SAN FRANCISCO – Pedro Martinez half-skipped, half-twirled off the mound Tuesday night at AT&T Park, two months and two days since he'd limped from a mound in Florida.
The hand that had grabbed and massaged his own frayed hamstring now accepted pats of appreciation.
And so the New York Mets restarted their season, the one that began with championship expectations, the one that drifted again into a tangle of uninspired at-bats and enigmatic pitching, of competency checks for the manager and general manager.
Martinez threw six passable innings, or one more than he probably should have, when Willie Randolph pushed him to 109 pitches with a six-run lead over the San Francisco Giants on a typically cool Bay Area evening. Martinez, 36, had shoulder surgery in October and just finished up a two-month rehab for the hamstring, so perhaps was more in need of protection than a bullpen that happened to go 7 2/3 innings the night before.
But, these are Randolph's decisions and, after all, Randolph's neck, which has become the theme of the Mets' first two months. Another two like those and Randolph won't be around to hand Martinez the ball for 19 more pitches, from 90 to 109, which will be the theme of the coming two months.
"No, no, no, no," he said when asked if he'd considered turning the game over to sprier hamstrings and shoulders. "He felt good. He felt strong."
Martinez, too, was good with it. After touching 92 mph with his fastball, he threw some of his better breaking balls in the sixth after Rich Aurilia and Omar Vizquel began the inning with ringing hits.
"I felt really good," he said. "Willie asked me a couple times. And by the time I got pitching, I forgot."
With a small grin, he added, "I got away with it."
All that aside, the Mets of 29 wins and 28 losses grew a bit healthier, grew a bit grittier. And the left fielder, Moises Alou, who has batted .340 in the 14 games for which he's been available, seems sure to return to the lineup Friday. The Mets have a ways to come, beyond the 4½ games that separate them from first place. The offense still lurches from dynamic to pedestrian, the back end of the rotation – Oliver Perez and Mike Pelfrey – still flatlines too often, and over significant periods a lineup of superstars produces less often than it should.
Nothing's lost yet, but a long, underperforming calendar year – and one horrendous month – has left New Yorkers with a raised eyebrow (and the Wilpons, presumably, with a raised hatchet). So, in need of some good news, the Mets made way for Pedro, who arrived in their clubhouse about the time another Gotham savior, Joba Chamberlain, threw his 35th pitch of the first inning on the overhead televisions.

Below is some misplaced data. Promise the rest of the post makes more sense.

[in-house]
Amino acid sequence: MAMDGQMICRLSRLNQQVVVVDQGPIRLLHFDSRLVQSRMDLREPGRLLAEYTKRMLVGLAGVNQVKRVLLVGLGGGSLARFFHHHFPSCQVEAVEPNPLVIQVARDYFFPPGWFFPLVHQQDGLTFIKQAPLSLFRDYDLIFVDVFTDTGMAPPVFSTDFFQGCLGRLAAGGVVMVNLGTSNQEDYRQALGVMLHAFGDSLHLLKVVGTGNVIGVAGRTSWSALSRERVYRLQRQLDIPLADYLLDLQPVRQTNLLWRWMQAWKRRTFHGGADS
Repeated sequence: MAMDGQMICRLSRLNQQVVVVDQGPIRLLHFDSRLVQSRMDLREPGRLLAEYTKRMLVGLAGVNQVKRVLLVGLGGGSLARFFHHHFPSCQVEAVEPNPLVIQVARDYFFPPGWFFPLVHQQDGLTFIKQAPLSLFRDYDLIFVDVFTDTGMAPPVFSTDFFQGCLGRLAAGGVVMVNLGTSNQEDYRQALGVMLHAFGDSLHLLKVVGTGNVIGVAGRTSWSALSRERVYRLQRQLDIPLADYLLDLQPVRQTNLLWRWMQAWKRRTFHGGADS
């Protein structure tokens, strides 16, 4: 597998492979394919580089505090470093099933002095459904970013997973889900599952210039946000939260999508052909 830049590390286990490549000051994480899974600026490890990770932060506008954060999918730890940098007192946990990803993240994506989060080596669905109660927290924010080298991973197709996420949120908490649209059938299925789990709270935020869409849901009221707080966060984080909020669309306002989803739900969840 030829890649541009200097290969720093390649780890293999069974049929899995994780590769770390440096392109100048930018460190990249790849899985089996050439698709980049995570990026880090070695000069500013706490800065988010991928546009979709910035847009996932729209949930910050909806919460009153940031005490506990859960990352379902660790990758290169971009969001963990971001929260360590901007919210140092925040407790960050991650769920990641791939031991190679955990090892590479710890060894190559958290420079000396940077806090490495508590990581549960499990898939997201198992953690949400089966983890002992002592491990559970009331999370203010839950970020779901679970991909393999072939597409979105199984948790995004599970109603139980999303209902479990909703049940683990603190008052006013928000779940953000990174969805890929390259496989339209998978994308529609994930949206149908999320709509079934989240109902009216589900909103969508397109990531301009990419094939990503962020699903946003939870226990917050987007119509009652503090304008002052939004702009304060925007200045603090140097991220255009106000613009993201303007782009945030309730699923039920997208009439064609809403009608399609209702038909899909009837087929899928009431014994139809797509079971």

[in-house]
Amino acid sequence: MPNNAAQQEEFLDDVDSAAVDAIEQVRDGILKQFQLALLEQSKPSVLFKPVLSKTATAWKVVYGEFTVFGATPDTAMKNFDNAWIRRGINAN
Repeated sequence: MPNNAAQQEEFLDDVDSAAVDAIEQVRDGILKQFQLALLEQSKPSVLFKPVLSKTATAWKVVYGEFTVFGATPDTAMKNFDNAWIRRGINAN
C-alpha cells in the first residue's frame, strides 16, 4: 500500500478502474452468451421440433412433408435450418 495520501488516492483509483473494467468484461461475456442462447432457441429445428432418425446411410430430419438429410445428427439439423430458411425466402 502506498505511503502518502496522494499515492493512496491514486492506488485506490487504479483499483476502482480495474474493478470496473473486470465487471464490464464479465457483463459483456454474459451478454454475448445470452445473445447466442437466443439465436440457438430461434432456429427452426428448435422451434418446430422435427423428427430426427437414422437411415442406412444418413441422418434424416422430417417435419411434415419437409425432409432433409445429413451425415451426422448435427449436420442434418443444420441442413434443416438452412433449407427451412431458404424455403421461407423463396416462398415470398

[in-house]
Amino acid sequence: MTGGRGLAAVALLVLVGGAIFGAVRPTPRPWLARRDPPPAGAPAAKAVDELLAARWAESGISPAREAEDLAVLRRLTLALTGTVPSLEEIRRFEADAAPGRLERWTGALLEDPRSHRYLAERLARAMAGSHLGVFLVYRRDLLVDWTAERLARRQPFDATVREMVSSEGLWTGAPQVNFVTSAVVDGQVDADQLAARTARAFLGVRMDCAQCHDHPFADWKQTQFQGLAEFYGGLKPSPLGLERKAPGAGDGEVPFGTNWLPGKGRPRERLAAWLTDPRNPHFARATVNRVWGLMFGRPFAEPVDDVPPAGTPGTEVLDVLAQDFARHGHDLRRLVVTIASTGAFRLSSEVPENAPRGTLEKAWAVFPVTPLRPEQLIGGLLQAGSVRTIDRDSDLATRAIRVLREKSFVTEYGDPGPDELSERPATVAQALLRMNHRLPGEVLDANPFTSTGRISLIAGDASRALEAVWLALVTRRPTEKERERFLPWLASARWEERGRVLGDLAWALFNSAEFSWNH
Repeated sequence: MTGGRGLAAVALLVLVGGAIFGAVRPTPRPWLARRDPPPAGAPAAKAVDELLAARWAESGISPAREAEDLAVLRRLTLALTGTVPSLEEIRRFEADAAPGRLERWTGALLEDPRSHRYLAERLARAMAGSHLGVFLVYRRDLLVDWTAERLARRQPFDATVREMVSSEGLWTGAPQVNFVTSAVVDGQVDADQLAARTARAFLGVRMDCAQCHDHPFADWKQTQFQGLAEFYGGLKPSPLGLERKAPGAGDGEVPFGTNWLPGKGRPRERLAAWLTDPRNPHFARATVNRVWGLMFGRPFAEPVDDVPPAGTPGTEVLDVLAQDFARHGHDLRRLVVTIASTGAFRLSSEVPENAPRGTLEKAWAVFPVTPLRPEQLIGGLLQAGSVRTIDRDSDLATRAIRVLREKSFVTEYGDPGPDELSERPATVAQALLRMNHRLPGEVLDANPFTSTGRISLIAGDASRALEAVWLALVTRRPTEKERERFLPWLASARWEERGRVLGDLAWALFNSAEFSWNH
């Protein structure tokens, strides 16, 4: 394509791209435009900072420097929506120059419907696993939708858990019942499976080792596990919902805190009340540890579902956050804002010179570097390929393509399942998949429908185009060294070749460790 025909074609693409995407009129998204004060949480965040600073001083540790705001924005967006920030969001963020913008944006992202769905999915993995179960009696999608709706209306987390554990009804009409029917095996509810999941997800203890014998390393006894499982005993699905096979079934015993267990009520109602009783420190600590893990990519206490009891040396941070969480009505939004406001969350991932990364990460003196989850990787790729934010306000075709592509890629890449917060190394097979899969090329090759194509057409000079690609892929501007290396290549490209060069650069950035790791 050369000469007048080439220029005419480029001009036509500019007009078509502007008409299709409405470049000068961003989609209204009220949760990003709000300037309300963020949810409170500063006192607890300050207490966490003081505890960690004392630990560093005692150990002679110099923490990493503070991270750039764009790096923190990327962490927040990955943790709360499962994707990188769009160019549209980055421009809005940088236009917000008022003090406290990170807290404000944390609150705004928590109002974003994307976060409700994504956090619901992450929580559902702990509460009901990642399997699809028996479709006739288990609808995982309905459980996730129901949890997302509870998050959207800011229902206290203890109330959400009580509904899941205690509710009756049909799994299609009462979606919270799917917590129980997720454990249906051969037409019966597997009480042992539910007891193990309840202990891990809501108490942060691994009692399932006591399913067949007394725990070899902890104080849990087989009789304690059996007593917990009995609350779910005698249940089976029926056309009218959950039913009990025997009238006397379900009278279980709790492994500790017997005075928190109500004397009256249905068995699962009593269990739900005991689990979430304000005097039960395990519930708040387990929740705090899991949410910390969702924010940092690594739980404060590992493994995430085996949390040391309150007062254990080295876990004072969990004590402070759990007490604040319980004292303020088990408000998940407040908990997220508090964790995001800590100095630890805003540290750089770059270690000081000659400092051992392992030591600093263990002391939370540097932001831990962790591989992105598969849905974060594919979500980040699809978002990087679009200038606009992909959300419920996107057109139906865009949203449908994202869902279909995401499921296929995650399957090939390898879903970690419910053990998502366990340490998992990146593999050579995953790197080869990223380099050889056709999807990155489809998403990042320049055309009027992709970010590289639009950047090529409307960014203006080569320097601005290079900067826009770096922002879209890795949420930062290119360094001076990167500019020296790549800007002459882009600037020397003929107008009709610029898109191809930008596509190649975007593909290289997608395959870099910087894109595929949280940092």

Martinez is a remarkable athlete, his sloping shoulders and delicate physique somehow generating 210 wins and an ERA well under 3.00, now about 2,500 innings after the Dodgers were sure he wouldn't last. He allowed seven hits and three runs, winning where Barry Zito lost, in the critical pitches where he needed to find a corner of the strike zone or the handle of a bat.
Two months into the season, the former Cy Young Award winners had one win between them.
And one blown hammy, one long rehab, one trip to the bullpen, two returns to the rotation, one retirement speculation, one denial of that, and two faltering teams.
Martinez went those six innings, forced some late curveballs with as much strength as he could gather and pumped his fist on his way from the field. Zito trudged off in the middle of the Mets' eight-run fifth inning, carrying five more walks and five more earned runs and one more loss (that's nine).
"Just what the doctor ordered," Randolph said. "That's the way you draw it up."
Martinez thought so. During his rehab, when he also returned home to tend to his ailing father, Martinez dumped the heavy weightlifting that consumed him last season and during spring training. As a result, he said, his arm felt looser, freer to fling his fastball into the low 90s. He said his hand and fingers had more life, even in the cold, breezy conditions. Signature Pedro, his arm angle changed with his mood, his fastball rose to the situation.
And, he had two hits in a game for the first time in nearly 11 years, both preceding double-barrel gun shots toward his dugout.
"Real good," he said. "Real good. Just how I expected to feel. I came off the field in the shape I went in. … I got my feet wet today. … It's not over til the season's over, but I must say I feel real, real good."
Yes, optimism. A win. Another start in five days. He was good again, he was strong, he was probably overworked. He didn't care.
"I'm just thankful I'm back," he said. "Hopefully, I'll stay a little longer."